Vice Mayor Nancy Smith: What I believe would be the most beneficial to your readers is to watch the meeting video. The answers to your and their questions are all in the video. (In addition to the response above, Smith submitted a letter to the editor of InMaricopa outlining her position on the issue.)

Councilmember Amber Liermann: I am working toward finding the balance of limited government and protecting the rights of community members who want to participate in the decisions surrounding this issue. I look forward to continued discussions and input from community members regarding this topic.

Councilmember Vincent Manfredi: I am a free-market proponent and think it’s wrong to deny a business the opportunity regardless of how I feel about marijuana, to open if done legally. Some will say the vote allowed a dispensary to come here, but that is only if they open a medical nonprofit dispensary first and then a recreational one. To me that is like saying if you want to open a store that sells Bayer aspirin and Tylenol, you first need to get a pharmacy license, even if you have zero desire to sell prescription drugs. The ordinance council passed required someone to open a different business first to be able to open the one they want. How is personal freedom? Imagine telling a cupcake baker they can open a cupcake store only if they first open a non-profit bread factory.

Councilmember Rich Vitiello: Maricopa City Council and staff are looking into the state mandates prior to the approval or disapproval. This will give us more time to work out all the details and hear from the public within the next 60 to 90 days.

Councilmember Henry Wade: I did not oppose it. I see this as a business opportunity where costs are more extensive due to the nature of the investment. In other words, the owner would have to support dual entities.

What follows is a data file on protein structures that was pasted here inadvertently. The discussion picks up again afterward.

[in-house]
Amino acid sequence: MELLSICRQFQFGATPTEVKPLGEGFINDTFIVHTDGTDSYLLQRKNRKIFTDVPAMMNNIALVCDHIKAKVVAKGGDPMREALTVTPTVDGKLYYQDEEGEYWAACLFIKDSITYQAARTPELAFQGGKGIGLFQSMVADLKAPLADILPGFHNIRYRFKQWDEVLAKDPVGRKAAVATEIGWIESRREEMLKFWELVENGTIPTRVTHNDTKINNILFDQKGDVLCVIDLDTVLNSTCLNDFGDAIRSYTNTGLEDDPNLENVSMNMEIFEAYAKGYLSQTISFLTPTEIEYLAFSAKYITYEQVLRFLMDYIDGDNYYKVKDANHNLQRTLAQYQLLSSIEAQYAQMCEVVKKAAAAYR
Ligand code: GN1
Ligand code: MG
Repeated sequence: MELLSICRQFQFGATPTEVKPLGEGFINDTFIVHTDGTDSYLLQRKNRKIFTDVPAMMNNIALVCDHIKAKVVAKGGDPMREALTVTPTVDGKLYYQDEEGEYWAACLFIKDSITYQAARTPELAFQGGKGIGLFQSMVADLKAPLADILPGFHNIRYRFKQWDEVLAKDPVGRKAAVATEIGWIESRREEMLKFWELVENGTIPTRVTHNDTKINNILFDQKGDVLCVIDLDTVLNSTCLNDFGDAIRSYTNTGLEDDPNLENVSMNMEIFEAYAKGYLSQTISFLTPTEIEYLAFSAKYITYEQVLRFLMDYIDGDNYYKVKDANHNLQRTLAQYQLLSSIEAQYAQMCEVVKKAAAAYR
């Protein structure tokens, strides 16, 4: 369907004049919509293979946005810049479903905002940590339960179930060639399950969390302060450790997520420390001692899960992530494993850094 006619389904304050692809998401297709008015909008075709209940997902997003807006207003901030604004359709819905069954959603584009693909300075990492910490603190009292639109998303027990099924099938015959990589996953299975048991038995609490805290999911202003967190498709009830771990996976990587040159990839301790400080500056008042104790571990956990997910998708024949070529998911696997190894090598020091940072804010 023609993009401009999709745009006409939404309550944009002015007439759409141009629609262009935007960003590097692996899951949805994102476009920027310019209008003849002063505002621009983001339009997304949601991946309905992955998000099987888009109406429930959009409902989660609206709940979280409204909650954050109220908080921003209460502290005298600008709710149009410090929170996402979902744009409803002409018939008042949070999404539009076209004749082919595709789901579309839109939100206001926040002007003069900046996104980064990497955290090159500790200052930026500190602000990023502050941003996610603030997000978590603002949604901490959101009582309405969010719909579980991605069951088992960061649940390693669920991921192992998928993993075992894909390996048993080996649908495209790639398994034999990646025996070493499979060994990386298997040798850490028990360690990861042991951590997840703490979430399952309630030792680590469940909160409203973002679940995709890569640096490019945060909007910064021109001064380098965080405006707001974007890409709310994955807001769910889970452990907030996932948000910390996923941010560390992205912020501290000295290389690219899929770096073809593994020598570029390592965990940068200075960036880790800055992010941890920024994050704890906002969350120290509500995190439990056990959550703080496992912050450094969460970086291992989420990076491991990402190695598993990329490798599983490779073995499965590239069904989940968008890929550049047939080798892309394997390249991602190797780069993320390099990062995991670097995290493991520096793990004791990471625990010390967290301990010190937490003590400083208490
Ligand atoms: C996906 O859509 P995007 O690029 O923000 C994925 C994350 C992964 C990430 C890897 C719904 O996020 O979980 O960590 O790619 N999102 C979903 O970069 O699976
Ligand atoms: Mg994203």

Q: Since there are currently no available medical marijuana licenses in Pinal County, and it is highly unlikely a dual-registered dispensary would move to Maricopa and deal with existing restrictions, doesn’t the dual-license requirement effectively prevent a dispensary from coming to Maricopa at this time?

Price: No, not at all, a dual-licensed dispensary could locate here if they so choose. But remember, recently there was a medical marijuana dispensary just outside of our city limits within the county and they chose to leave for greener pastures in a more populous area of the Phoenix metro area. So that would be a business decision any relocating dispensary would have to make for themselves that would most likely be driven by population numbers and their own business formula for success.”

Manfredi: Yes, it penalizes an entrepreneur who does not want a medical dispensary, and only wants to open a recreational one. It is picking and choosing winners based on if they can afford both.

Wade: As I stated in the first question, the opportunity is available for a businessperson to decide if it makes sense for his/her model.

Q: As you all know, every precinct in the city voted to approve recreational marijuana in the November election, so there is obvious support for it in the city. Would you commit to holding public hearings on the issue? In what time frame?

Price: Yes, I have been asking for this for since the City Council’s Futures Planning retreat. (At the Feb. 16 meeting) from the dais I repeated my call and our staff answered by saying they would be researching best practices from other cities and towns and counties, both locally and from around the country. When this information is ready, they will be bringing it back to us. I’m hoping for the next 60-90 days to begin these community discussions.”

Manfredi: I think we should hold a public meeting next month or sooner. The worry I have is at the council meeting (on Feb. 16) only 2-3 people showed up, so how much time do you dedicate to something with very little community participation? Please keep emailing your council members at [email protected] and let them know how you feel.

Wade: I believe the people have spoken, now let’s let the economic development and zoning process take it to the next level. Let’s start now if someone wants to take it on.

Councilmember Vincent Manfredi is minority owner of InMaricopa.